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April 24, 1998
TIPSHEET ON UNDERGRADUATE RESEARCH AT UMBC
Given the Carnegie Foundation's recent report on poor undergraduate education at research universities, the following tips provide background on undergraduate research at UMBC.
Undergraduate Research and Creative Achievement Day
Thursday, April 30
9 a.m. to 2 p.m.
Albin O. Kuhn Library, 7th Floor
More than 35 students will give oral presentations and display poster exhibits on their research, followed by two faculty lectures on the role of undergraduates in research, and closing reception. A printed program with research abstracts will be available at the event.
Four UMBC Students Awarded Goldwater Scholarships
Four UMBC juniors are among the 316 students nationwide recently awarded a Goldwater Scholarship for the 1998-99 academic year. Named for former Arizona Senator Barry Goldwater, it is the premier undergraduate award of its type, given to outstanding students in the fields of mathematics, natural sciences, and engineering. UMBC joins Harvard, Duke, Stanford, Brown, Cornell, and the University of Chicago, among other such prestigious schools, to have all four nominated students selected. The students are Shahla M. Hosseini, a biochemistry major from Kensington, Maryland; Charay Jennings, a biological sciences major from Baltimore; Kimball Martin, a mathematics major from Mechanicsburg, Pennsylvania; and Ryan Turner, a biochemistry and molecular biology major from Tyaskin, Maryland.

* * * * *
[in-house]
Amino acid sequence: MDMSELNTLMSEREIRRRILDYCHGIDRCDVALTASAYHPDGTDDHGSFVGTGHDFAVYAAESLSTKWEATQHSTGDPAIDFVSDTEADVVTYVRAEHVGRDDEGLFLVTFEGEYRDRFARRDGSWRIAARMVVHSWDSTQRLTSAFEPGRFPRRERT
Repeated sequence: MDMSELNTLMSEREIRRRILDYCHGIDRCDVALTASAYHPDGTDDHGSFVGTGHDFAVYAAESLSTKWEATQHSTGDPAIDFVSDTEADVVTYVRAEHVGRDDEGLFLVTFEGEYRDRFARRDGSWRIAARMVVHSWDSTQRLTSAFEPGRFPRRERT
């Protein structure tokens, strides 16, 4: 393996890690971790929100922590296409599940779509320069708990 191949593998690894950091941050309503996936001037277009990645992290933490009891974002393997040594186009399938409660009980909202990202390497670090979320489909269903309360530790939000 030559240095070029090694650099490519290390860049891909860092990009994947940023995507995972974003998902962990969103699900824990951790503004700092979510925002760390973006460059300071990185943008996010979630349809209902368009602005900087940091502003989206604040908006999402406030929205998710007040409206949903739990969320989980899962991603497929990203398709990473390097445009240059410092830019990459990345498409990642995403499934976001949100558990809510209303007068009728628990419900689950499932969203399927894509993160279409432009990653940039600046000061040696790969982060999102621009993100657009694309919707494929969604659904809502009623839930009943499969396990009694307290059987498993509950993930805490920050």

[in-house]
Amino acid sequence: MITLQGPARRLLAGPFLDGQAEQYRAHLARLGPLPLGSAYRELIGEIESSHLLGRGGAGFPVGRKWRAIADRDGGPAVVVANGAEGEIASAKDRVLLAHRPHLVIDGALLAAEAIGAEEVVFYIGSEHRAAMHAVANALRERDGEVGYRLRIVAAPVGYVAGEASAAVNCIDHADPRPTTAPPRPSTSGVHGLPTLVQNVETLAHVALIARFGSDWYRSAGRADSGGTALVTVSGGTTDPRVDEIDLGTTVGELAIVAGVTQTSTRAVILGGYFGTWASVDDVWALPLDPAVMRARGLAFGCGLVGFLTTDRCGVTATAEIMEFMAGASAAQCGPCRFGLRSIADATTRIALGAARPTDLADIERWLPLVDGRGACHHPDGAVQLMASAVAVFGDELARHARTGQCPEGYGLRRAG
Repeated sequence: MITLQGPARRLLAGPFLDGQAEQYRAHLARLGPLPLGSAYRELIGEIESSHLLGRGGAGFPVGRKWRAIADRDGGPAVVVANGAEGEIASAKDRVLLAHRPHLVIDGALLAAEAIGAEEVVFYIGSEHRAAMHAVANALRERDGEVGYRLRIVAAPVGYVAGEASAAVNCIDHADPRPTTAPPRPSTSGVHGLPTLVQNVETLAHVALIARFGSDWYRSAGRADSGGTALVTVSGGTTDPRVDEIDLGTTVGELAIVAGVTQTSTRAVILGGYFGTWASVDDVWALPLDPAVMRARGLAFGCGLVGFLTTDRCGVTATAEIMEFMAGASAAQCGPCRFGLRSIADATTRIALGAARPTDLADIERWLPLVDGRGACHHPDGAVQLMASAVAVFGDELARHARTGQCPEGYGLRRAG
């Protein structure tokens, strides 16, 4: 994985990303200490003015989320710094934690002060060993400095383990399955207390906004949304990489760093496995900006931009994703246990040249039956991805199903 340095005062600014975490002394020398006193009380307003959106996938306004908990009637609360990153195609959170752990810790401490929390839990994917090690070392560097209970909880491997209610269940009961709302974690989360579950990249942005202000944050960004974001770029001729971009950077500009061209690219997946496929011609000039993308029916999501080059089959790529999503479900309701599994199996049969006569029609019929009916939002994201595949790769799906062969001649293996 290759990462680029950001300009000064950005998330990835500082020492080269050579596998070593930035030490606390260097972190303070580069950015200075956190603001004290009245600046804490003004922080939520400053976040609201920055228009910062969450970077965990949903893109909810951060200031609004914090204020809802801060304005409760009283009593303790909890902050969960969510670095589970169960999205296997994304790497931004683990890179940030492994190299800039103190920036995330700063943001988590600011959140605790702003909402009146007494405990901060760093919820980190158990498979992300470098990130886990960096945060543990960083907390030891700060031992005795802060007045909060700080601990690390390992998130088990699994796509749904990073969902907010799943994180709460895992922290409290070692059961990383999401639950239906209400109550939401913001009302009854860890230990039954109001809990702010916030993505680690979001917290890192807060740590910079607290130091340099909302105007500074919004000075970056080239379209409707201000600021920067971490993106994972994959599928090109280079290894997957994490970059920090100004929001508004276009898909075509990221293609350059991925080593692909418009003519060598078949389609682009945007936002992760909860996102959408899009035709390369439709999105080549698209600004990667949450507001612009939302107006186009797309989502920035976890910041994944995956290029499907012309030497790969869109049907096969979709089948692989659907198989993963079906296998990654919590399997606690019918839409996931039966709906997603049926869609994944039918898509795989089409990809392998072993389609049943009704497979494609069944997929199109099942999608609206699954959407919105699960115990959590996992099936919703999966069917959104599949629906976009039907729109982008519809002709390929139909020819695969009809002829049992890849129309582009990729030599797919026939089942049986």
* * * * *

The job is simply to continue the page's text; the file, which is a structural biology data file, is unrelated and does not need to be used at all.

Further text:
Undergraduate Helps Solve Structure of HIV Protein
Sophomore biochemistry major Chelsea Stalling recently created the first three-dimensional model of the HIV nucleocapsid protein, and her groundbreaking work was reported in the January 16 issue of Science. Of the dozens of proteins that make up HIV, only seven have been structurally characterized to date, three of them by AIDS researcher Michael Summers and his team of undergraduate and graduate student researchers. Their work is critical to the development of new drugs to halt the devastating virus' replication. Summers, professor of chemistry and biochemistry, is the only Howard Hughes Medical Institute investigator at a public university in Maryland. Chelsea's achievements are not unique to UMBC students -- the chemistry department recently completed a study that showed over the last five years, 255 students have conducted substantive research in faculty labs, and 70 students have been published in refereed journals.
Posted by dwinds1 at April 24, 1998 12:00 AM